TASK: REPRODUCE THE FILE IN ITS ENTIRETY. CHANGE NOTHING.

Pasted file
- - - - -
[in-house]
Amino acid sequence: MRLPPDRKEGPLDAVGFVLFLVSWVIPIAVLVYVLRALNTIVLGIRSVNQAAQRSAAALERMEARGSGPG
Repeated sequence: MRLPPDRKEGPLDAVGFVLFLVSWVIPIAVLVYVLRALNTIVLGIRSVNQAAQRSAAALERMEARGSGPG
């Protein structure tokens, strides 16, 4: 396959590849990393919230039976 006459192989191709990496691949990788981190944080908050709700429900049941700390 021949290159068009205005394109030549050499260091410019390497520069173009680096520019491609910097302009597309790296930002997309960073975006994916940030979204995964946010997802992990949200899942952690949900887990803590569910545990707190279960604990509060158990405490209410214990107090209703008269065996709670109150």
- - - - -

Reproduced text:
[in-house]
Amino acid sequence: MRLPPDRKEGPLDAVGFVLFLVSWVIPIAVLVYVLRALNTIVLGIRSVNQAAQRSAAALERMEARGSGPG
Repeated sequence: MRLPPDRKEGPLDAVGFVLFLVSWVIPIAVLVYVLRALNTIVLGIRSVNQAAQRSAAALERMEARGSGPG
């Protein structure tokens, strides 16, 4: 396959590849990393919230039976 006459192989191709990496691949990788981190944080908050709700429900049941700390 021949290159068009205005394109030549050499260091410019390497520069173009680096520019491609910097302009597309790296930002997309960073975006994916940030979204995964946010997802992990949200899942952690949900887990803590569910545990707190279960604990509060158990405490209410214990107090209703008269065996709670109150």